coop walls - solid or wire

Discussion in 'Coop & Run - Design, Construction, & Maintenance' started by chick'n'weave, Nov 28, 2014.

  1. chick'n'weave

    chick'n'weave Out Of The Brooder

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    Feb 25, 2010
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    I keep searching for the "right" coop. These are the arguments I've seen:
    1) A 1930s study continues to be referenced about an open coop with a roof and its success. The research showed that one back solid wall and 3 heavy gauge wire walls were optimal for chicken health and ventilation and that weather was not an issue. Study was done in Minnesota. I live in Texas, so this is of interest to me.
    2) The enclosed coop with 4 solid walls (except for windows and roof corner ventilation nooks) seems to be the majority of types of coops advertised. Because this seems to be the predominant style, whether it's tractor or stationary coop, I wonder if this is the way to go.

    Proper ventilation seems like the crucial factor because I don't want to end up with diseased birds and unhealthy conditions. I need some advice.

    What I see is the huge difference in cost. Enclosed coops are outrageous and people like me are not talented when it comes to building a coop. In addition to your personal thoughts about the above ideas, I would also like to hear if there is any coop builder who is reasonable with cost, does quality work with quality materials, and is not out to retire based on one more purchase (mine!).
     
  2. jentralala

    jentralala Chillin' With My Peeps

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    I went halfsies. Living in Florida, my main concern was a buildup of heat and humidity. So for my 8x8 coop the back wall is solid, and 4 foot of the walls on the side are solid. The other 4 foot is hardwire mesh (absolutely necessary to use). The front wall is solid, but has very large 'windows' cut out on the corners and the door is wire mesh.

    The biggest issue is I don't have a slanted roof (we modified a preexisting structure) so when it rains sometimes the bedding on the edges can get pretty wet. It's not a huge deal (I use DLM and just turn it all in & add fresh), the girls can get out of the wet and wind in the walled section.

    I would be very afraid of over heating in a totally solid structure. I had a friend who's hen got stuck in her solid walled coop during the day and she died of heatstroke.
     
  3. chick'n'weave

    chick'n'weave Out Of The Brooder

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    Feb 25, 2010
    Texas
    Ditto on the heat and humidity. Thanks for the idea of half and half.
     
  4. aart

    aart Chicken Juggler! Premium Member

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    My Coop
    Keep it dry and well ventilated based on your specific climate and weather patterns.

    Decent building materials can be expensive...and beware prefabbed coops, they are often way too small and cheaply built with cheap materials despite their price.

    As to paying someone, my adage is......if you can't do, you have to pay for the skills you don't possess.
    I built my own coop(inside an existing building) and run with new materials for about $750.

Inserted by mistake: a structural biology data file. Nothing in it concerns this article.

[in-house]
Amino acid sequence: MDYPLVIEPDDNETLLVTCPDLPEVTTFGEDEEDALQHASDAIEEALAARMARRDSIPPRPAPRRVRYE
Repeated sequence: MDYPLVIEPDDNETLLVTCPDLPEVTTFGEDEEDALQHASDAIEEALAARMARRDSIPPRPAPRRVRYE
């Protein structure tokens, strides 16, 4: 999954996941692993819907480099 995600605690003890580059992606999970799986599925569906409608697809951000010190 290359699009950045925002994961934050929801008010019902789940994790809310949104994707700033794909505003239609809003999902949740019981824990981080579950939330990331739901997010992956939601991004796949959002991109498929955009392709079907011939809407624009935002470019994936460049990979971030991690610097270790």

5. chick'n'weave

    chick'n'weave Out Of The Brooder

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    Feb 25, 2010
    Texas
    good advice. Thanks.
     
  6. donrae

    donrae Hopelessly Addicted Premium Member

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    In Texas, heat is going to be way more of a challenge than cold. It just doens't get cold enough there to be an issue for the birds. I'd have probably two solid walls, to be sure to break the wind and any rain, and the rest should be able to be open. You just need to make sure your wire is predator proof, chicken wire is not.

    Do an advanced search for username JackE, he's the one I think of right off who has an open style coop in a more severe climate. He's got several good posts about open coops, and a lot of good research to back up the design. Here's a good starter thread...

    https://www.backyardchickens.com/t/445004/woods-style-house-in-the-winter
     
  7. henless

    henless Chillin' With My Peeps

    I converted 2 of the stalls in our 30x30 barn into an open air coop/run. I love it!


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    The end stall is all hardware cloth, allowing for plenty of ventilation and breeze during the summer. In the first pic you can see a little alcove in the back. This is where I have the roosts.


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    The middle stall is more enclosed. There is an open half wall above the exterior nests, and an open half wall on the exterior side of the coop. There is also a large vent along the top of the red walls to allow moisture/ammonia to escape.


    [​IMG]

    I have my brooder along this back North wall, with my roosts on the top. You can see my upper vent above the interior white wall.

    This winter, I covered the vent behind the roost, but left the high one above the nest box. The large window above the nest box and on the exterior wall, I covered with clear trash bags for wind blockage this winter.


    [​IMG] [​IMG]

    I also put up 2 clear shower curtains on the West open wall for wind blockage. You can see in/out of them, but it's just not as clear as it is without the plastic. It has worked really well keeping the winds out of the coop. I did leave a small vent along the top of the coop, you can see it in the last pic.

    I have lots more pics of the coop on my coop page. Unless you live in the panhandle of Texas, our heat is more a problem than our winters. If you have the room, open air is the way to go hear. You just have to add make a few temporary adjustments for the wind in the winter.
     

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